If you feel you don’t know enough about Brand X to give it a rating on a particular statement, you can check DON’T KNOW.

Oh, where to begin? Well, let’s start with the obvious. Why skip nonowners? We’re excluding potentially valuable bits of information by not collecting this data on non-buyers. Oftentimes the client will say they are only interested in how owners rate their brand. But it doesn’t really cost any more to skip the skip and ask everyone. Then if you learn something the about non-owners that will help you convert them into owners, who’s going to complain?

Occasionally, you may have to change the question wording slightly. So instead of saying, “How would you rate the quality of the Brand X product you own?” you might say, “How would you rate Brand X on quality?

A slightly less obvious variation on this theme is:

Q: Are you familiar with Brand X?

If yes, continue
If no, skip next question

Next Q: Please rate this brand on a scale from 1 to 10 where 1 means this statement does not describe Brand X at all and 10 means this statement describes Brand X completely. You may use any number between 1 and 10.

If you feel you don’t know enough about Brand X to give it a rating on a particular statement, you can check DON’T KNOW.

Now, most researchers will tell you that you can’t expect a respondent to rate a brand s/he isn’t familiar with. Here’s my first problem with that thinking: If you’ve screened properly so that you are talking to potential and actual buyers of the category, then in the real world, those people will be making purchase decisions about your brand based on the perceptions and beliefs they currently hold, regardless of whether or not they consider themselves familiar with your brand.

In other words, if they are category buyers (or potential buyers), their opinions of you will affect your bottom line, regardless of how well informed they are about your brand. Market research should reflect reality as closely as possible. And poorly- or even incorrectly-informed potential customers are part of reality. Let’s measure them. Let’s model them. Let’s find out why people are (and are not) buying our brand.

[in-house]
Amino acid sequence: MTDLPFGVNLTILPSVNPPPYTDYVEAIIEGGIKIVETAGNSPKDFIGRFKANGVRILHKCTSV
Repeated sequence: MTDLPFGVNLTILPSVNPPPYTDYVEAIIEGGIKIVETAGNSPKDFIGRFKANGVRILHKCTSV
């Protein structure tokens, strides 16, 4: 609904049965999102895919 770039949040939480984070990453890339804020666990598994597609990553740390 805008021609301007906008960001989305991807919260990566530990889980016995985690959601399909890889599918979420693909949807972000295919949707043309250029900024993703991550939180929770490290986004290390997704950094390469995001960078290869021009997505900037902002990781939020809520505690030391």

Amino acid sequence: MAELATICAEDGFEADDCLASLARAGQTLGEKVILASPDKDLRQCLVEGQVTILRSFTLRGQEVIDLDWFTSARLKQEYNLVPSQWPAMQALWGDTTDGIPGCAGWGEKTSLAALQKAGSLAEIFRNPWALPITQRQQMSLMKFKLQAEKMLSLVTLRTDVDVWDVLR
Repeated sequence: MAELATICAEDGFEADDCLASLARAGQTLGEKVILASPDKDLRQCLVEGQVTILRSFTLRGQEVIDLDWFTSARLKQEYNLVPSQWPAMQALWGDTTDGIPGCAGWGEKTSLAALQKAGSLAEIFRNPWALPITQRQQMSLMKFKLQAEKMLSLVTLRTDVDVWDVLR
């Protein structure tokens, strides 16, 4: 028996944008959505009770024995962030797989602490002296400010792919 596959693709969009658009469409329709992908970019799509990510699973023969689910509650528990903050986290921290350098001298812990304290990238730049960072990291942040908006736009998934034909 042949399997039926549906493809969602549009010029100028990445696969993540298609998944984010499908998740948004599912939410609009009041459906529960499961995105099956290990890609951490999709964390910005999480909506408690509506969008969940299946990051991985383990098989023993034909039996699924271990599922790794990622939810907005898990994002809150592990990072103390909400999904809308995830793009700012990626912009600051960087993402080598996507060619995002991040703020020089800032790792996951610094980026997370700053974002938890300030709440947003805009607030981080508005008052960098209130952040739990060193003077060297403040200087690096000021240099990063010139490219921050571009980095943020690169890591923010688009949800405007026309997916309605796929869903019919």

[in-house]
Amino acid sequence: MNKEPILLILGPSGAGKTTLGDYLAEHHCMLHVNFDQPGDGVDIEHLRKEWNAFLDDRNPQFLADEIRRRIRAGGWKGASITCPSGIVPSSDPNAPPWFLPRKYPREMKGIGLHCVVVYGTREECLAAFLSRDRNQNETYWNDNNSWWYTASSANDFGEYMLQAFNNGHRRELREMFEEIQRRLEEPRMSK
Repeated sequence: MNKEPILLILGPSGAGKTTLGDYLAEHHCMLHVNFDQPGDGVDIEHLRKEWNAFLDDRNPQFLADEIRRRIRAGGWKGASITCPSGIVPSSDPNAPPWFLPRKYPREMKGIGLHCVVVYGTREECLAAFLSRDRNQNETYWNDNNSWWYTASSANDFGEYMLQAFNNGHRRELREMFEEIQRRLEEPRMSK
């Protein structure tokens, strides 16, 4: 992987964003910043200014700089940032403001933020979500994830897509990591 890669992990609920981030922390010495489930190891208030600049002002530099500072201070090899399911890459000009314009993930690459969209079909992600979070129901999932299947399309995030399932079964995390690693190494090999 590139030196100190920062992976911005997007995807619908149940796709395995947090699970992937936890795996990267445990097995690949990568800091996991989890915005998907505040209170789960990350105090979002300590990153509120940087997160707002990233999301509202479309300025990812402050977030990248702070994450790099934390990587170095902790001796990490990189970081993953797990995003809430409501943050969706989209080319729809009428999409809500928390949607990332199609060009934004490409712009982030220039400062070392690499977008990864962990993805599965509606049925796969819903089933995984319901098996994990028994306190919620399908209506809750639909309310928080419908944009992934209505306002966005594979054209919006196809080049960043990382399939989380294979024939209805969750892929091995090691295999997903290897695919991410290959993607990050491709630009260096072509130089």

My second problem with the above alleged logic is self-assessed familiarity. Some people are insecure. They don’t want to commit unless they are certain. With the very best of intentions, they want to provide accurate answers. If they aren’t dead sure that Brand X is worthy of an 8 on high-quality, some of them will err on the side of caution and check DON’T KNOW.

Even worse, some people are polite. Faced with the grim prospect of telling some anonymous data analyst that his/her client’s brand falls far short on the “all natural ingredients” scale, they rationalize that they haven’t eaten Brand X enough to be really sure (they haven’t eaten it because they believe it falls far short on the “all natural ingredients” scale) and so they convince themselves the correct answer is DON’T KNOW.

Even respondents who are truly unfamiliar with your brand will have some perceptions and beliefs, even if they have never heard of your brand before. The brand name itself will convey something. These impressions may not even be conscious – they may be registered deep in the subconscious – but they are there. And until they get more familiar, those impressions, however faint, however far above or below the consciousness waterline, will determine whether they buy your brand or not.